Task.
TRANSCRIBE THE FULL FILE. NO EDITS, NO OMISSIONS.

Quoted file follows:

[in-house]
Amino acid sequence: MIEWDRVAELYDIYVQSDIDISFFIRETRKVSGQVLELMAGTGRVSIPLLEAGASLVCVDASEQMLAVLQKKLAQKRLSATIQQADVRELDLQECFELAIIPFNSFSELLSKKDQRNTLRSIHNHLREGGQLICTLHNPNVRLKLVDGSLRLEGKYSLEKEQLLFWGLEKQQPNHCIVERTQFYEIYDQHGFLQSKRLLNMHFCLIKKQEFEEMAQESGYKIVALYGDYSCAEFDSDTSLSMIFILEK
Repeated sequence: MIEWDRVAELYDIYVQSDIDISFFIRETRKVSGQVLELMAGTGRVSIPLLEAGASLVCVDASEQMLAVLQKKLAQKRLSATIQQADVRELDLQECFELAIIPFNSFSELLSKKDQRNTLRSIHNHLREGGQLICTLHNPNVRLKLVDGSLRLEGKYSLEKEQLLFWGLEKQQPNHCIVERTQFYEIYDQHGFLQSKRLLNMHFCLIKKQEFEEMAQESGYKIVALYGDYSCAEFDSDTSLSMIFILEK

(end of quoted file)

[in-house]
Amino acid sequence: MIEWDRVAELYDIYVQSDIDISFFIRETRKVSGQVLELMAGTGRVSIPLLEAGASLVCVDASEQMLAVLQKKLAQKRLSATIQQADVRELDLQECFELAIIPFNSFSELLSKKDQRNTLRSIHNHLREGGQLICTLHNPNVRLKLVDGSLRLEGKYSLEKEQLLFWGLEKQQPNHCIVERTQFYEIYDQHGFLQSKRLLNMHFCLIKKQEFEEMAQESGYKIVALYGDYSCAEFDSDTSLSMIFILEK
Repeated sequence: MIEWDRVAELYDIYVQSDIDISFFIRETRKVSGQVLELMAGTGRVSIPLLEAGASLVCVDASEQMLAVLQKKLAQKRLSATIQQADVRELDLQECFELAIIPFNSFSELLSKKDQRNTLRSIHNHLREGGQLICTLHNPNVRLKLVDGSLRLEGKYSLEKEQLLFWGLEKQQPNHCIVERTQFYEIYDQHGFLQSKRLLNMHFCLIKKQEFEEMAQESGYKIVALYGDYSCAEFDSDTSLSMIFILEK